Sea Foraging with Marie Power, the Sea Gardner

 
Walking down to the beach

Today I learned how to identify, harvest, store, and prepare seaweed from Sea Gardner, Marie Power.

 
Beach landscape

This morning Christina and I made sure the kids were settled at their schools and rushed as quickly as possible to County Waterford located on the southeast coast of Ireland to meet Marie Power.  The drive to the town of Tramore (Trá Mhór, Irish for Big Strand) where we were meeting Marie is a full two and a half hours away and we wanted to make the most of the time we had. 

 

One of my professional development priorities for the year is to learn the best practices for seaweed foraging and cooking and, since Ireland has a long tradition of seaweed harvesting and consumption, I am confident that this is the place to learn.  And, it turns out that Marie Power is the forager to learn from!

 

I grew up 5 miles from the Atlantic Ocean and spent a lot of time at the beach.  I have been foraging since I was 10 years old, but it was all focused on land based plants.  I never learned how to forage for seaweed nor did I even consider seaweed a viable wild vegetable.  The Jersey Shore is made up of Sandy Beaches and, since seaweed anchors itself to rocks the only seaweed I was exposed to was dead, washed up on shore and rotting and covered in flies.  This is my opportunity to fill in the gap in my foraging knowledge and I am so excited to get started!

 
 Marie Power, also known as the Sea Gardner (most certainly a name she earned as a result of the way she tends and sustainably harvests seaweed), runs seaweed foraging tours, workshops and cooking demonstrations.  I contacted her several weeks ago to see if we could spend the day with her learning how to forage for and cook seaweed. 

Marie Power, also known as the Sea Gardner (most certainly a name she earned as a result of the way she tends and sustainably harvests seaweed), runs seaweed foraging tours, workshops and cooking demonstrations.  I contacted her several weeks ago to see if we could spend the day with her learning how to forage for and cook seaweed.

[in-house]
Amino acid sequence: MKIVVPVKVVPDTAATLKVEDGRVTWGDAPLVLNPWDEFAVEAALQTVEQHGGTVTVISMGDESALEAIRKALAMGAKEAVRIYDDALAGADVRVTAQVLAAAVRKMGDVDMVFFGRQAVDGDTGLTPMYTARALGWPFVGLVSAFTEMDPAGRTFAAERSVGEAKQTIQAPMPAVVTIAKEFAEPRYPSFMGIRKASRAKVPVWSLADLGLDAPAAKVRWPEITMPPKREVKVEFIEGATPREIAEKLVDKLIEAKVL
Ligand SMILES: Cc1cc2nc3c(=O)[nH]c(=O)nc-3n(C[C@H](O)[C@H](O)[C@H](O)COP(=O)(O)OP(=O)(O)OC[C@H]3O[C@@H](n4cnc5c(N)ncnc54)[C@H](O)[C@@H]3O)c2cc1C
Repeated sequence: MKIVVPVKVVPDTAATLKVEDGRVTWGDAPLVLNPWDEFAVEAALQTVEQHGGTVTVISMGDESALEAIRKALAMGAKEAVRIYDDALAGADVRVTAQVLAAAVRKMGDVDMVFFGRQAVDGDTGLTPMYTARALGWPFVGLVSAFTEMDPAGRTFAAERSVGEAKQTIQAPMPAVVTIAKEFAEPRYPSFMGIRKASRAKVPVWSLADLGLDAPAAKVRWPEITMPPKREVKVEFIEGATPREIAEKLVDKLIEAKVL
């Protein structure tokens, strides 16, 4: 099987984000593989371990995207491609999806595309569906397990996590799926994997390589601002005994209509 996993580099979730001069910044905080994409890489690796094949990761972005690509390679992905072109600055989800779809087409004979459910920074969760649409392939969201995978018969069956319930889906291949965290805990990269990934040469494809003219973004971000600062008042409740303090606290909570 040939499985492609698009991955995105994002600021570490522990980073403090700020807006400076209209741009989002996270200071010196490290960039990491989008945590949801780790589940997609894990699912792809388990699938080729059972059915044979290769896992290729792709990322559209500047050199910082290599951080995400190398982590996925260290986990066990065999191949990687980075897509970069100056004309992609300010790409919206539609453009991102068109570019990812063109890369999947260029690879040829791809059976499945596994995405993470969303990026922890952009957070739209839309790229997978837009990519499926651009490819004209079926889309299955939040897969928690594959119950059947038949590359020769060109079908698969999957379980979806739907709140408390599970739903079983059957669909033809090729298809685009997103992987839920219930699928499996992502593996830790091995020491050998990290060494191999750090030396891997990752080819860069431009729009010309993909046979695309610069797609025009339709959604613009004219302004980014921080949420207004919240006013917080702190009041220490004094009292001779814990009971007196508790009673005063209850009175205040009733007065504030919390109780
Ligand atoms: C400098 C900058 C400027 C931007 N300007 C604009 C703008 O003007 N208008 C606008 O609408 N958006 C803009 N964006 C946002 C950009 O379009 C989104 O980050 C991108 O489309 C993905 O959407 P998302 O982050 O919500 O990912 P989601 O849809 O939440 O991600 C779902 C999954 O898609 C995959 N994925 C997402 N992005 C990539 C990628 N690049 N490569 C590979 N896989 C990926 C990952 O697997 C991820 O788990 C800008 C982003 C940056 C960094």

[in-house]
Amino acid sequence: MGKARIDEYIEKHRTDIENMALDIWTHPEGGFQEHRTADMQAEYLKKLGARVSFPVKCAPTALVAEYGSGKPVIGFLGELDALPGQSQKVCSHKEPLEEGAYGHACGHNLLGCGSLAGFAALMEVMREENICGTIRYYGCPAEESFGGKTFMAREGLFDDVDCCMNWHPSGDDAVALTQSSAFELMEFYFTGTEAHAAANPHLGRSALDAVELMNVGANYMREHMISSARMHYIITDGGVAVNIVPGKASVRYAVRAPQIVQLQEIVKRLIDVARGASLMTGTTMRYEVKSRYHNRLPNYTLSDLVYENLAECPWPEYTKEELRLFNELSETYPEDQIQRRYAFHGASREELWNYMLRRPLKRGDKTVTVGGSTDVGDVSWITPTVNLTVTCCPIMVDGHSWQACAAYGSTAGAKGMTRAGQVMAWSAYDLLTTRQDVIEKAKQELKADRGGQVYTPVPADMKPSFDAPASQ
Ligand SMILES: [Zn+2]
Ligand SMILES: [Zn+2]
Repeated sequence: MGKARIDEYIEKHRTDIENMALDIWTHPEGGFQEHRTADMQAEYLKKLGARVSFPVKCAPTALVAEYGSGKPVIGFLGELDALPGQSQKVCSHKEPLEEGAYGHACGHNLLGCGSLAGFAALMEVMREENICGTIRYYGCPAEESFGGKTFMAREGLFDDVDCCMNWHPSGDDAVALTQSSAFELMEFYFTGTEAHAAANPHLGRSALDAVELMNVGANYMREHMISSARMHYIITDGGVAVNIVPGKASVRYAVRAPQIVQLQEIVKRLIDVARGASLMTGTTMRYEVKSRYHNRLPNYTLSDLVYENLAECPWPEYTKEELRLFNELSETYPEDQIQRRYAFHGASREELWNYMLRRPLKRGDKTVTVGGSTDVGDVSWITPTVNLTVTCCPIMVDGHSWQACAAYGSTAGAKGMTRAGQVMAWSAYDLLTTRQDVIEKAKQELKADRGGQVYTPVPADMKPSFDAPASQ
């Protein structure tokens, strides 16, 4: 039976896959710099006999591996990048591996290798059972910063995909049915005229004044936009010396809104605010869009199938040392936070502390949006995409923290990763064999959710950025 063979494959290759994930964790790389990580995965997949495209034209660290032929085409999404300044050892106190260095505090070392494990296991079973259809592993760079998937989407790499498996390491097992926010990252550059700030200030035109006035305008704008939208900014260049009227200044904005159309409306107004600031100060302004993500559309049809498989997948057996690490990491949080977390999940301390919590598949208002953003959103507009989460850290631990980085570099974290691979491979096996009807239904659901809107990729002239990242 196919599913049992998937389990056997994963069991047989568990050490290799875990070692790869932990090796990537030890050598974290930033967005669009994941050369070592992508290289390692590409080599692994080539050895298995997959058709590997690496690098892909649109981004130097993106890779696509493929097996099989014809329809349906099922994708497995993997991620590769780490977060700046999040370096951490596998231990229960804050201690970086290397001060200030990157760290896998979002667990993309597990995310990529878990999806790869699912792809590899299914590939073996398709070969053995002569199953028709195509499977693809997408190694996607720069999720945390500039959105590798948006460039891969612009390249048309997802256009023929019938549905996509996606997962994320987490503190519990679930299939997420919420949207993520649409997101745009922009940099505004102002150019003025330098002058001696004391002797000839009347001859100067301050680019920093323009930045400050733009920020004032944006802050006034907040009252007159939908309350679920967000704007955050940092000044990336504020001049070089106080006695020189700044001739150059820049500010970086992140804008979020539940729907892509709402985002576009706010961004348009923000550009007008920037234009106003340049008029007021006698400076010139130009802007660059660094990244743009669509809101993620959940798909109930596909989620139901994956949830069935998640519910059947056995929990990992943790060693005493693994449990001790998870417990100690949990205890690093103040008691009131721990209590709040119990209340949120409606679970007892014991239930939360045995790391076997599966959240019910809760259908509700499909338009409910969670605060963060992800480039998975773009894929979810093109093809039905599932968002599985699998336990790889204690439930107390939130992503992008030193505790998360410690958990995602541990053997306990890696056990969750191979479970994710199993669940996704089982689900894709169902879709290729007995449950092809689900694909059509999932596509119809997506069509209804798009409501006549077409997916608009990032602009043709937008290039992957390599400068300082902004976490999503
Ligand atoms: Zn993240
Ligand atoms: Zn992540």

Teaching immediately!

The workshop started in the parking lot as soon as we parked and began to unload.  Marie is a talented educator and, even as we unpacked the backpacks and cooking equipment from the cars, she immediately began to teach.  From the vantage point of the parking lot she was describing the geography and geology of the area.  As we walked onto the beach we paused at the sign depicting the water testing results for the past year and we learned how important water quality is to safely harvesting seaweed.

 

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Marie & Bill discussing sea lettuce

After stashing the cooking equipment in a safe spot, covering it with an umbrella to keep it dry in case of rain, Marie pulled out the tidal chart she brought with her and explained the relationships between the moon and tides, how to read the chart, and that the best time to begin foraging is one hour before low tide.  She then began to discuss shoreline ecology and the different zones where seaweed exists.  It was only then, after she laid the groundwork, that we began to forage.  

 

 
 
 
Cutting away with scissors